As workers’ compensation fraud costs top out at an estimated $7.2 billion a year, according to the National Insurance Crime Bureau, insurers are looking at ways to combat the crime.
There are several warning signs that a workers’ compensation claim may be fraudulent. These include Monday morning reports of an injury that happened the previous week, conflicting descriptions of how the injury occurred, no witnesses and a history of claims, according to a report on the subject from Employers, an insurer specializing in small businesses.
Brad Balentine, SIU director at David Morse & Associates, said that using surveillance and social media are two ways to verify suspicious claims. Though using surveillance in claims handling can be an expensive, it is still an invaluable tool. Hours spent waiting for a claimant to be spotted can increase costs, but a thorough investigation completed prior to surveillance can cut costs and result in success, he said.
“You’re waiting, but what you want to do is proactively do your research as much as possible to make sure that your chances of getting something from the expenses are the best that they can be,” Balentine said.
Photos and More
Social media can aid in an investigation by offering a photo of the injured person so the subject can be correctly identified prior to surveillance. In addition, investigators can use social media sites to documents activities in which the injured may be involved. If there is a question as to the residence of an individual, social media may reveal a photo taken in front of a house. Through online research, the address can be determined and verified.
According to a 2011 presentation at the International Association of Special Investigation Units (IASIU) on the effective and ethical use of social media content in insurance investigations, social media can be an effective means to discover information during an investigation.
Roy Mura, an attorney with New York-based Mura & Storm, said that a completed Facebook profile can contain up to 40 pieces of personal information. In his presentation, he noted that insurance investigations are aided by social media in the following ways:
- confirming policy application information;
- confirming facts of loss;
- confirming alibi;
- verifying disability status;
- locating witnesses.
Photos found on social media sites may include metadata that can offer details on a person’s location when the photo was taken.
State insurance departments actively use surveillance and social media in their fraud investigations.
For 2013-2014, California’s workers’ compensation fraud division identified 5,729 suspected fraud cases, made 255 arrests and referred 248 cases for prosecution during the 2013-2014 fiscal year. Potential losses that year alone amounted to $242,669,008.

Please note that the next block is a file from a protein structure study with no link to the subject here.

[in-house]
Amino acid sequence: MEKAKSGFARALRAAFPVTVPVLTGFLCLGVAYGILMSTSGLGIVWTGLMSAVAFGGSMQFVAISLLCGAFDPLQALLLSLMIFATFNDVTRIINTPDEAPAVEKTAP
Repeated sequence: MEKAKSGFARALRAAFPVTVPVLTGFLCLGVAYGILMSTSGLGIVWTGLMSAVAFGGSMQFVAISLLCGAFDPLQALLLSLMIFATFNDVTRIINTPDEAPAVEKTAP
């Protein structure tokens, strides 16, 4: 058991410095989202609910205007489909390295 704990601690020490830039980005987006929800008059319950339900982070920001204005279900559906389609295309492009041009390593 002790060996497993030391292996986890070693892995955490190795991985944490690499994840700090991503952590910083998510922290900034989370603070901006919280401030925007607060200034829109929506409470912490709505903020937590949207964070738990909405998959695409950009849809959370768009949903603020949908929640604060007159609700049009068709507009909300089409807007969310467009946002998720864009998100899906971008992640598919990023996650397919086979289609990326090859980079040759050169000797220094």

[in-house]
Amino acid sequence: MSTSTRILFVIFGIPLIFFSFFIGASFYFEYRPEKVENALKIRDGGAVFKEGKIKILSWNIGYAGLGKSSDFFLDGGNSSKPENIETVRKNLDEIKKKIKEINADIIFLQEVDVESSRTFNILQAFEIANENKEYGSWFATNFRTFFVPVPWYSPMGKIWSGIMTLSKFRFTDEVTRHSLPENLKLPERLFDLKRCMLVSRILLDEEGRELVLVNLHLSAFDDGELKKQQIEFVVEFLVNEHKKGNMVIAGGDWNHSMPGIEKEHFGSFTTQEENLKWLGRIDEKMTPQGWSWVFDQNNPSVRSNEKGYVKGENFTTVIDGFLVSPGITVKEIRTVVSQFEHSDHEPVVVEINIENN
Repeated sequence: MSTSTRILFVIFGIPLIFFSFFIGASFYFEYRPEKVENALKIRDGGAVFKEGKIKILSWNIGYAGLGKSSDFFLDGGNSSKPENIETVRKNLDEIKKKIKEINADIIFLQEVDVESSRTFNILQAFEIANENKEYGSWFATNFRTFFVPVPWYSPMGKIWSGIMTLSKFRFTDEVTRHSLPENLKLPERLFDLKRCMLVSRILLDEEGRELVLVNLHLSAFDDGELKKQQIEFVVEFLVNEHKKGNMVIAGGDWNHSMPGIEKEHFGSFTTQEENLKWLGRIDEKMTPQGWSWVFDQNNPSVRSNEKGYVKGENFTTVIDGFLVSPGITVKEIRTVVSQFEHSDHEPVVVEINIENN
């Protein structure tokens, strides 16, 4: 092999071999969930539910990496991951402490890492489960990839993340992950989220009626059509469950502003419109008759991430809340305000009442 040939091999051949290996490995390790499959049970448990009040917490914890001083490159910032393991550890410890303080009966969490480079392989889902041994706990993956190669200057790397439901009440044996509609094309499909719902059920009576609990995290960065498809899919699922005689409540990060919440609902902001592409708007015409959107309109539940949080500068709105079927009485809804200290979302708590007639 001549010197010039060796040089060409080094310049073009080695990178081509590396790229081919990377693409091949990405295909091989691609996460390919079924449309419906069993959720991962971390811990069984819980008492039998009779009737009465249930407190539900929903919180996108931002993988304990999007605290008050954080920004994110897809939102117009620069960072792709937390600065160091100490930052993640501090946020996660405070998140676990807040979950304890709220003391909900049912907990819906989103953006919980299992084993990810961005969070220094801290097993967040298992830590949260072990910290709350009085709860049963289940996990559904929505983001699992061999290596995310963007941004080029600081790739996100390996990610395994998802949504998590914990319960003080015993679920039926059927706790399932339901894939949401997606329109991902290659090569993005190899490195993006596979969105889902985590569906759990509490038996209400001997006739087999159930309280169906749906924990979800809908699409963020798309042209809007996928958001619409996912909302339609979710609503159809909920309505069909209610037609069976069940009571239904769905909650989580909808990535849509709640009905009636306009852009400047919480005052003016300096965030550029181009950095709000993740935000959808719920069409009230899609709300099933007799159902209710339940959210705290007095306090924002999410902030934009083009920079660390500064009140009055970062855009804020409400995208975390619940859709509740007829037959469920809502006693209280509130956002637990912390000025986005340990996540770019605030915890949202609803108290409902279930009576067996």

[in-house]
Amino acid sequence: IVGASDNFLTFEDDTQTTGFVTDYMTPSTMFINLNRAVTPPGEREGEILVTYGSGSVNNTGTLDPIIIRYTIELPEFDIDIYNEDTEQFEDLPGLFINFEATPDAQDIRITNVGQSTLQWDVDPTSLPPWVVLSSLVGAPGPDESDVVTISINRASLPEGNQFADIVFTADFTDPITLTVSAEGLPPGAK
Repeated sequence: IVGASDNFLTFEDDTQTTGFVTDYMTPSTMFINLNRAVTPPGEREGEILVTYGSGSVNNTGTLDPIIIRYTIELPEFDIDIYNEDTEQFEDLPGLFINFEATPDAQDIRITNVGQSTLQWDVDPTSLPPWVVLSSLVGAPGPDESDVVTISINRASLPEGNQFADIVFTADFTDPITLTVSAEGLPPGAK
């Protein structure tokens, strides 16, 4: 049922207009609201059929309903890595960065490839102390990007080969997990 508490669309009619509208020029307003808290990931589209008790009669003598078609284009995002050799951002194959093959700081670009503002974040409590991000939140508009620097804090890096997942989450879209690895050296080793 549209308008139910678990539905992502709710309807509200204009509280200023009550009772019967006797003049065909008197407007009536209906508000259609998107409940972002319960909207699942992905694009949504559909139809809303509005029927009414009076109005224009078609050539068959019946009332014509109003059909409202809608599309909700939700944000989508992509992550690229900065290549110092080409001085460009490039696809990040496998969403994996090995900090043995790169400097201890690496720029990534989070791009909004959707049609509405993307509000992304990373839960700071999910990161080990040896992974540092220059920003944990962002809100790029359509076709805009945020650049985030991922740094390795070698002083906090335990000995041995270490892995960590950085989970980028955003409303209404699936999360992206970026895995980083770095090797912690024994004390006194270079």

The Kia Dancing Hamster fraud case was one California case that received wide media attention. Leroy Barnes, one of the dancing hamsters in a series of Kia commercials, was arrested on insurance fraud charges. Barnes allegedly lied to doctors about his employment status while receiving disability benefits. Besides working on the auto manufacturer’s commercials, Barnes performed in a rap group under an alias, recorded a song and worked as a backup dancer for Madonna, Kelly Rowland and Chris Brown under the name Hypnosis. He entered a no contest plea to the charges and was sentenced to 90 days of electronic monitoring, 400 hours of community service and was required to pay $24,000 in restitution.
Ohio workers’ compensation fraud investigators last year used surveillance footage to show a Massillon man trimming trees and repairing cars all while collecting disability. Adelbert Tyman pleaded guilty and was sentenced on one count of fraud, a first-degree misdemeanor.
The Ohio Bureau of Workers’ Compensation (BWC) received an allegation that Tyman was working for a tree service company and getting paid under the table.
Investigators obtained surveillance footage of Tyman cutting down trees and hauling logs for a tree service company, repairing cars and moving a large dumpster at an auto repair shop. Interviews confirmed that he was paid for the work. Tyman worked while receiving temporary total disability benefits for a prior workplace injury.
Tyman was sentenced to three years of probation and was ordered to pay $6,703.21 in restitution to BWC. If he violates the terms of his probation, he may be sentenced to serve up to six months in the county jail.
Also in 2014, an Ohio woman was charged with one misdemeanor count of falsification for filing a false claim, after she filed a claim with the BWC indicating that she fell at work, although she posted on a social media site that she fell at a gas station.
An investigation revealed that Kayla Fortman reported to her employer and treating physician that she fell in a company parking lot, when she actually fell while getting out of her vehicle at a gas station across the street. Fortman was sentenced to 180 day suspended jail sentence and two years’ probation. In addition, she was ordered to pay $200 in court costs and to make restitution to BWC in the amount of $1,908.76.
Johnson is editor of ClaimsJournal.com, where this article was originally published.
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